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Adivasis speak up

The Adivasis can no longer be taken for a ride. They are wide awake to the realities that confront them. And leading them forward in their struggle for their rights is C K Janu. LEELA MENON speaks to this Adivasi Joan of Arc when she was in Kochi recently

IF ANYONE thought that the Adivasi imbroglio was resolved with the agreement between Chief Minister Mr A K Antony and the Adivasi leaders they are in for a surprise. The Adivasi hearts are smouldering with resentment at the non-fulfilment of the accord and the perception that they have had. Talk to C. K. Janu, the Adivasi Joan of Arc in the making, and your complacence will be shattered, converting your long-cherished belief that the Adivasis are nave and can be taken for a ride through rhetoric or token rewards into a myth. They are so enlightened that they are even planning to hold a tribal court in Wayanad to try the Forest Department.

Adivasis are wide-awake, sensitive to the fact that political parties are exploiting them. Especially the Marxists, whose ongoing apparently pro-Adivasi agitation cuts no ice with them. "It was the CPM who kept the Adivasis as fronts and got them arrested while encroaching land. They are still in jail", she points out. The Adivasis have become apolitical now. "We will form our own party", Janu says. She was speaking after a meeting held in Kochi with the leaders of the Adivasi-Dalit Samara Samithy, which she had formed.

Won't that party be hijacked, as was her agitation? She negates it. She proceeds: "It was EMS who made the Tribal Project for Adivasis in 1957, promising 50,000 acres. The land is still under government control, growing coffee and pepper. The Land Reforms came in 1960 and Government took over excess land and the Vesting Assignment said 50 per cent of land would be given to Adivasis. There are 23,000 ha in Mananthavady. But we are yet to get land. All we demand is the implementation of the Land Legislation", she says.

Janu is apparently biding her time, waiting for the period of the contract with the Chief Minister to materialise or end. "It will be one year since the contract on October 16. The contract promised integrated development of Adivasis, with inclusion in the five-year-plan. If nothing happens till then we know what to do." Janu is articulate, emphatic, and clear about the rights of her community.

She ridicules the furore about Mathikettan encroachment: " It has been going on for 25 years. Why no protest till now and why the furore now?" she asks meaningfully, pointing out that it was a deliberate bid to subvert the accord and divest the Adivasis of the promised land. She points out that the Adivasis were promised 2252 acres of land in Mathikettan. "Mathikettan was already encroached and there are 12-year-old cardamom plants to prove it. A Congress committee building exists there and there are roads. According to the agreed Adivasi Master Plan 610 Adivasis were to be given land in Mathikettan. The Adivasi colony was government-recognised, as proved by the existence of a school. And now it is decided not to give land to Adivasis at Mathikettan. This is a clear subversion of the agreement entered with us", she asserts. She demands that the unauthorised encroachment be evicted and the Adivasis given the land. "We do not destroy forests. If we cultivate cardamom, it is by maintaining the forest, not cutting trees. No one can care for the forest as the Adivasi. Otherwise this monsoon forest will disappear", she warns.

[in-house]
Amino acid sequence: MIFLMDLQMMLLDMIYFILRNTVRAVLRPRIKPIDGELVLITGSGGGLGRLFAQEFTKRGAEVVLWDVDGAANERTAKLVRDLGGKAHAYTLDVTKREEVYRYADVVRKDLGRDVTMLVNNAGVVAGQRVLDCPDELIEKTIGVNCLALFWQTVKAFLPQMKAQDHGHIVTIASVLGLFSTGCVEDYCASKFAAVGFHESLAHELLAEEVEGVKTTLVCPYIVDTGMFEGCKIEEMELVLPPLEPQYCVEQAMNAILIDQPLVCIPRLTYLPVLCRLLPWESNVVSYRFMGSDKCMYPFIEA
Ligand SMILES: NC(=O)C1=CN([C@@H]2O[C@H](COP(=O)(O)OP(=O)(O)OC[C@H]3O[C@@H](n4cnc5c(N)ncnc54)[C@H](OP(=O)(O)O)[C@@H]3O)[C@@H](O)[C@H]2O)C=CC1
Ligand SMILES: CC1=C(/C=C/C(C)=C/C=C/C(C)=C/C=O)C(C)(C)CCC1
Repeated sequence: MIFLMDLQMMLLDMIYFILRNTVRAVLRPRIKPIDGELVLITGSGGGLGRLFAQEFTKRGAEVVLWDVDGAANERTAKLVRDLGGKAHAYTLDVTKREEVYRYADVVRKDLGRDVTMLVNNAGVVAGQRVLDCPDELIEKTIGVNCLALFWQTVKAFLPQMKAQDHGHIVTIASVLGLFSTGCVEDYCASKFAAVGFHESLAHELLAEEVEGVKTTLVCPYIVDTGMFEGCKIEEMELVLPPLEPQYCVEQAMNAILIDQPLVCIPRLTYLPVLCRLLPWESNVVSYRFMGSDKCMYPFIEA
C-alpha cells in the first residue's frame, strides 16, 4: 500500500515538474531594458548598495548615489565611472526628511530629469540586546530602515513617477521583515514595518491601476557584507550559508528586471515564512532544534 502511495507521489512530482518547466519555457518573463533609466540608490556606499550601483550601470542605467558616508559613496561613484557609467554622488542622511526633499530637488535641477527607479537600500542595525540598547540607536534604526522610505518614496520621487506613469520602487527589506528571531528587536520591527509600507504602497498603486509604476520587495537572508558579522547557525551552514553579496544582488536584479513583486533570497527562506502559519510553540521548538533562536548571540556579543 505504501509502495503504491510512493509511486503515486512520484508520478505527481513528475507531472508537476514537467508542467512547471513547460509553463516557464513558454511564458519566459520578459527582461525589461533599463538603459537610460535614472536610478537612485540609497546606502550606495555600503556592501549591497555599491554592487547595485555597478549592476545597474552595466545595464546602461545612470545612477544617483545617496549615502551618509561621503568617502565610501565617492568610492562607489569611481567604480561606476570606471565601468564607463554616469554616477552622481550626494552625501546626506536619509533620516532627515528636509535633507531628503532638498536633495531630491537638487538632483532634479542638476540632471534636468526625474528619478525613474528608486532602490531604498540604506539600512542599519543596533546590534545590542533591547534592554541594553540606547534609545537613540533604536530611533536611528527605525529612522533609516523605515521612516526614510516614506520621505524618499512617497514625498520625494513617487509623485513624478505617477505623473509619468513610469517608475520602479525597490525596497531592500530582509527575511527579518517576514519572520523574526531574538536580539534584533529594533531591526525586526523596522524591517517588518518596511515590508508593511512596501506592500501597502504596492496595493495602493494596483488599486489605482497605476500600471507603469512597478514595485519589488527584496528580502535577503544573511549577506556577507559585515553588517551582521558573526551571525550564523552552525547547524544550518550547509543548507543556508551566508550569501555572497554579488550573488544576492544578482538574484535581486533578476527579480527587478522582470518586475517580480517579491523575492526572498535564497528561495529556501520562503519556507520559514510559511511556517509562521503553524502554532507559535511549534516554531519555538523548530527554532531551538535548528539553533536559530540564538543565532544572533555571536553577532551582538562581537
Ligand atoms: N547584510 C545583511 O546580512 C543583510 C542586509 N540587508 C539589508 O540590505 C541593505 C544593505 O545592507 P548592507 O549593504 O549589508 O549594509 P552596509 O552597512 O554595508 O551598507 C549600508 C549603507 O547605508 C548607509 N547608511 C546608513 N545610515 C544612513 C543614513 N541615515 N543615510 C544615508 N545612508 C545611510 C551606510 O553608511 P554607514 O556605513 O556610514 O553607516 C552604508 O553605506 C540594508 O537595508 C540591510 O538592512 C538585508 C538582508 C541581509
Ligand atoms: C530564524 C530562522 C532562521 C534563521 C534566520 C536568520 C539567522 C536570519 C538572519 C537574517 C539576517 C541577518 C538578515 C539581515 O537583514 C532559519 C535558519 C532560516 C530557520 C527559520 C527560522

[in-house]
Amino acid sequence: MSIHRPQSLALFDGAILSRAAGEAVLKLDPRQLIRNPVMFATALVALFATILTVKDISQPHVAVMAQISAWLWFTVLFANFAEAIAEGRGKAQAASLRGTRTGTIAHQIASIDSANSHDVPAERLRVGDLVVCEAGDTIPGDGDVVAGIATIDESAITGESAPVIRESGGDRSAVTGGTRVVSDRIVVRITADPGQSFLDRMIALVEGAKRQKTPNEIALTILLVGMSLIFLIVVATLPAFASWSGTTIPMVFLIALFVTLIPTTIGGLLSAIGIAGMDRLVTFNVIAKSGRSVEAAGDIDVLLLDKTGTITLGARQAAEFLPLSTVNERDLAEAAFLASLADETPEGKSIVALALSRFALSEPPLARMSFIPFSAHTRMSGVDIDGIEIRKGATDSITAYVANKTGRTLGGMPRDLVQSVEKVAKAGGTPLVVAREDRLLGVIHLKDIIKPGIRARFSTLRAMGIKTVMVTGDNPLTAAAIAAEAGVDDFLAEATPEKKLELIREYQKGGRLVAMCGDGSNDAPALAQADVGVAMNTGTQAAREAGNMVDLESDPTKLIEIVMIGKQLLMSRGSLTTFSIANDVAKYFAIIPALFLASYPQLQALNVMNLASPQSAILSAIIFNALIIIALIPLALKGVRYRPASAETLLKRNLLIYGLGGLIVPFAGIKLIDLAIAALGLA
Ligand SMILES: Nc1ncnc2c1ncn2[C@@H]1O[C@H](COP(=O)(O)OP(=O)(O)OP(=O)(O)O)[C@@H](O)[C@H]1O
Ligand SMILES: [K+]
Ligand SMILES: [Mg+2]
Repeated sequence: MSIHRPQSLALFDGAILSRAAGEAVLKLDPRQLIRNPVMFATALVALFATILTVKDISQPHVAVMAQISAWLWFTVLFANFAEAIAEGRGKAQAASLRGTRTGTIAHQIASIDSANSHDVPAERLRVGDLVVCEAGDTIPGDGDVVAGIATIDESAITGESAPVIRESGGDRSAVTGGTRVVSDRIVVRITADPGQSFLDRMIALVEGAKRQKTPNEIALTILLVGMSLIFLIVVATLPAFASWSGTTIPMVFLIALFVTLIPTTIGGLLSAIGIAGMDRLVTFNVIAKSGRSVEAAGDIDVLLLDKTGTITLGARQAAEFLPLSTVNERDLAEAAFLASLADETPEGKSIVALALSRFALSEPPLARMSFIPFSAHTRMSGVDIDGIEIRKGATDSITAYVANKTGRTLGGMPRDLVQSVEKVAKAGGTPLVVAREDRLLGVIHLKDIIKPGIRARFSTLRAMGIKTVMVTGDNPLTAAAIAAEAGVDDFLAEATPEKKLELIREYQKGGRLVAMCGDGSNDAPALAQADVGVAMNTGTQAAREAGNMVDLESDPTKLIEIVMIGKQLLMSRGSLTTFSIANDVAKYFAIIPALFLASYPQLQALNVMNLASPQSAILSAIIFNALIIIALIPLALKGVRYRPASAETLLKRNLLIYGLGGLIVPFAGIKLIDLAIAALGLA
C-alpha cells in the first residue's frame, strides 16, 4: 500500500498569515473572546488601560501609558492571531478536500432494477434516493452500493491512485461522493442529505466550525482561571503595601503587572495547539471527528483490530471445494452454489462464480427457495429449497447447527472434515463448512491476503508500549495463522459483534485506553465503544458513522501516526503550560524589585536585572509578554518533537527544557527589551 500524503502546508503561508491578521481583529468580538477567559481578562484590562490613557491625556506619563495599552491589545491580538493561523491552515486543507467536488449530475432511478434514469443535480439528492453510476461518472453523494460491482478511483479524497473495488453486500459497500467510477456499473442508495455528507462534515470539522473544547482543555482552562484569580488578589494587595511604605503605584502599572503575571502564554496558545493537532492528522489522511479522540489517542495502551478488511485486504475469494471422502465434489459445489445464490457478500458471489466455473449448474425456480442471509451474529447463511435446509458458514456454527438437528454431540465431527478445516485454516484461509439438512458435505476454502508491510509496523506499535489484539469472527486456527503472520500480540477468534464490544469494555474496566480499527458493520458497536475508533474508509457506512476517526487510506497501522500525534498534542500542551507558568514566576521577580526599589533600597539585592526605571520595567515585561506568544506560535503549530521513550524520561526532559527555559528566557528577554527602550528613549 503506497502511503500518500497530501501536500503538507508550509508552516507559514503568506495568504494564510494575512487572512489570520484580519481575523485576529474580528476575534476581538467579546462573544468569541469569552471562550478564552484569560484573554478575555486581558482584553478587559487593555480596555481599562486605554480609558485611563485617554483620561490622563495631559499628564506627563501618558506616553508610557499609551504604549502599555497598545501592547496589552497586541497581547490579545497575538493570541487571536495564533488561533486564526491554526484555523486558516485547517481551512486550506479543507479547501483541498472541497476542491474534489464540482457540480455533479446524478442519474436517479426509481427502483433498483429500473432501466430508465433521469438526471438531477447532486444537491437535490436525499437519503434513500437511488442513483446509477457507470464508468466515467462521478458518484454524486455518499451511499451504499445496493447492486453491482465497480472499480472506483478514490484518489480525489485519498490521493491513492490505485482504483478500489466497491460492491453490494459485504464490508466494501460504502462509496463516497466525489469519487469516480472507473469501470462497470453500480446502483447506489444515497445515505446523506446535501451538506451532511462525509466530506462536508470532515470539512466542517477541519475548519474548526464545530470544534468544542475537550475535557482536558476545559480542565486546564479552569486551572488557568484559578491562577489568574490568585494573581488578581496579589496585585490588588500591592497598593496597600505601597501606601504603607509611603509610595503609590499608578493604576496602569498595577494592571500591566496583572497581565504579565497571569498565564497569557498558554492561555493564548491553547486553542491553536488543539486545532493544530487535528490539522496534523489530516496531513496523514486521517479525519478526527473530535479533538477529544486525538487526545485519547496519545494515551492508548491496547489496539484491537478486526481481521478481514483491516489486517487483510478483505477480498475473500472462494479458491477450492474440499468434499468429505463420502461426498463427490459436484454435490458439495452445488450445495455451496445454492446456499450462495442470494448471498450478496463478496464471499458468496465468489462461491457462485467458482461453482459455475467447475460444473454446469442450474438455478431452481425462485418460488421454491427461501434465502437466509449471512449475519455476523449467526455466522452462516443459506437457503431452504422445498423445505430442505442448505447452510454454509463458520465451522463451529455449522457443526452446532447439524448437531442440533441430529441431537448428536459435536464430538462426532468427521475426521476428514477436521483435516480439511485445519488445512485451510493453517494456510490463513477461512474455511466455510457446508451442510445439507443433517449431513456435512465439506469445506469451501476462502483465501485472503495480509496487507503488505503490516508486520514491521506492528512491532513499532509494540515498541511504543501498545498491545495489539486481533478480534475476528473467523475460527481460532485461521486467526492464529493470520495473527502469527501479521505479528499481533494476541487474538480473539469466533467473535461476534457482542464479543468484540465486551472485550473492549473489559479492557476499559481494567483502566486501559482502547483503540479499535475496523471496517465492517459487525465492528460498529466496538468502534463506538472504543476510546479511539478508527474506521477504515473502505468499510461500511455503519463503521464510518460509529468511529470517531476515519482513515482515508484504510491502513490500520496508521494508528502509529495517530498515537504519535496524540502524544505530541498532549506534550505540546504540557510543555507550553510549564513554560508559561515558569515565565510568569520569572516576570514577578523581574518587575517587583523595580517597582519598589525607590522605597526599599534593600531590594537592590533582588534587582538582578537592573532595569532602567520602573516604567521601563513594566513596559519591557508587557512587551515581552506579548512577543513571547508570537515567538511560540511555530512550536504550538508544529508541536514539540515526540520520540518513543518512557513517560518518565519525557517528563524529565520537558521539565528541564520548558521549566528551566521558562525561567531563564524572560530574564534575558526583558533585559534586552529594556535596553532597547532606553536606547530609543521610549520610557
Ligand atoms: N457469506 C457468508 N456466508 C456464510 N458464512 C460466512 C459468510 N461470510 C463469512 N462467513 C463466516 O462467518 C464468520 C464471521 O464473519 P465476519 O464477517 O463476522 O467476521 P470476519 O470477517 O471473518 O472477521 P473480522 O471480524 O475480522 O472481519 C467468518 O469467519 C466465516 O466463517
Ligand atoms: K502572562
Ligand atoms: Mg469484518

Janu may be uneducated but she is very up front about the geography of the Adivasi lands, their rights, and their problems. She points out that Mathikettan includes Kallipara, which was old leased land, the three central hills and the V.N.Rao-Mathikettan Estates. "Controversy arises only when the Adivasi demands lands. It is a ruse. Mr Antony says now that it would be maintained as a forest. There is no effort, however, to evict the encroachers who cultivate ganja nearby because he is a prisoner of the ganja-forest lobby."

She argues that the Adivasis can be given land from the area in the possession of the Government, such as reserve forests, land with corporations like the Forest Development Corporation and the Plantation Corporation which is sustaining a loss of 1.5 crores annually as well as surplus land vested with the Government. "If the Adivasi wants we can destroy the entire forests of Kerala. We do not do it because we love the land. It is we who sustain the forests", she says.

When pointed out that all the land once given to them have been taken away from them by bribing them with alcohol or tobacco, Janu says: "That was then. It is now. We were unwise about the land because we thought all the forest belonged to us. We had lived off it for centuries and had never craved for ownership till now. It is only when Government banned us from the forest by making stringent laws that we became aware of our deprivation."

According to Janu this is the prelude to a transformation of Adivasis. "Our population has exploded. We have no land, no means for survival. There are 35 tribes among Adivasis. We die from starvation and we are given just a symbolic one-week of free rations. Adivasis are going to Karnataka in search of jobs now." Janu feels that the public is with her now, after her `Navothana Yathra'. After October 16 she plans to start an `Adivasi Abhayarthi Vimochana Rally', proclaiming resurgence. The framework of the stir to follow will be crafted later. Whom will she net into her proposed apolitical party? "The Adivasis, the Dalits, the slum dwellers, the fisherfolk... all the deprived of Kerala. We have lost faith in politicians. We want to forge an apolitical front."

Janu was opening her heart on these sensitive issues at the residence of Kamala Surayya and all we could do was wish her luck.

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